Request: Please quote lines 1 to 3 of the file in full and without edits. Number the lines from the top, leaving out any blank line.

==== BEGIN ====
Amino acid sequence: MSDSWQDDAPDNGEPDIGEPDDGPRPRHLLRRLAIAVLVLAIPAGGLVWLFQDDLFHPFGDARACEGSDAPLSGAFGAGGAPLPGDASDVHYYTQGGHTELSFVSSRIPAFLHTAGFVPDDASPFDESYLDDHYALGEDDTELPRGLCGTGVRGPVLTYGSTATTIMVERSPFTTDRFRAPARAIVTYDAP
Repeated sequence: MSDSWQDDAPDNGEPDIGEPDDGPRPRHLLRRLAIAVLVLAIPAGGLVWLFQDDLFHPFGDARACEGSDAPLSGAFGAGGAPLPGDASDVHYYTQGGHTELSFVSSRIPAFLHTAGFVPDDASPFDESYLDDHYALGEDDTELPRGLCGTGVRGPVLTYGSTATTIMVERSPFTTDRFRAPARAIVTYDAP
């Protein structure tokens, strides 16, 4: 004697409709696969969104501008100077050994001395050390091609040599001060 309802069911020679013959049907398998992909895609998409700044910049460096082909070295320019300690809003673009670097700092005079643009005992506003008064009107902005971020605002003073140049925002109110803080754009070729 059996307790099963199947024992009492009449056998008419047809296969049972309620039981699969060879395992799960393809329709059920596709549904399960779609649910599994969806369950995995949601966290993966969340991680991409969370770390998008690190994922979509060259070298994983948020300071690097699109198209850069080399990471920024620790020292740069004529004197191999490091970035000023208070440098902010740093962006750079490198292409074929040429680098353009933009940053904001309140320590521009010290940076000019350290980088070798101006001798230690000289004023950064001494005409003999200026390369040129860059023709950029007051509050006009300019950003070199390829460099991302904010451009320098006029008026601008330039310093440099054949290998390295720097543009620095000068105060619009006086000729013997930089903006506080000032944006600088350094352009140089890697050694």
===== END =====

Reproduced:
Amino acid sequence: MSDSWQDDAPDNGEPDIGEPDDGPRPRHLLRRLAIAVLVLAIPAGGLVWLFQDDLFHPFGDARACEGSDAPLSGAFGAGGAPLPGDASDVHYYTQGGHTELSFVSSRIPAFLHTAGFVPDDASPFDESYLDDHYALGEDDTELPRGLCGTGVRGPVLTYGSTATTIMVERSPFTTDRFRAPARAIVTYDAP
Repeated sequence: MSDSWQDDAPDNGEPDIGEPDDGPRPRHLLRRLAIAVLVLAIPAGGLVWLFQDDLFHPFGDARACEGSDAPLSGAFGAGGAPLPGDASDVHYYTQGGHTELSFVSSRIPAFLHTAGFVPDDASPFDESYLDDHYALGEDDTELPRGLCGTGVRGPVLTYGSTATTIMVERSPFTTDRFRAPARAIVTYDAP
């Protein structure tokens, strides 16, 4: 004697409709696969969104501008100077050994001395050390091609040599001060 309802069911020679013959049907398998992909895609998409700044910049460096082909070295320019300690809003673009670097700092005079643009005992506003008064009107902005971020605002003073140049925002109110803080754009070729 059996307790099963199947024992009492009449056998008419047809296969049972309620039981699969060879395992799960393809329709059920596709549904399960779609649910599994969806369950995995949601966290993966969340991680991409969370770390998008690190994922979509060259070298994983948020300071690097699109198209850069080399990471920024620790020292740069004529004197191999490091970035000023208070440098902010740093962006750079490198292409074929040429680098353009933009940053904001309140320590521009010290940076000019350290980088070798101006001798230690000289004023950064001494005409003999200026390369040129860059023709950029007051509050006009300019950003070199390829460099991302904010451009320098006029008026601008330039310093440099054949290998390295720097543009620095000068105060619009006086000729013997930089903006506080000032944006600088350094352009140089890697050694």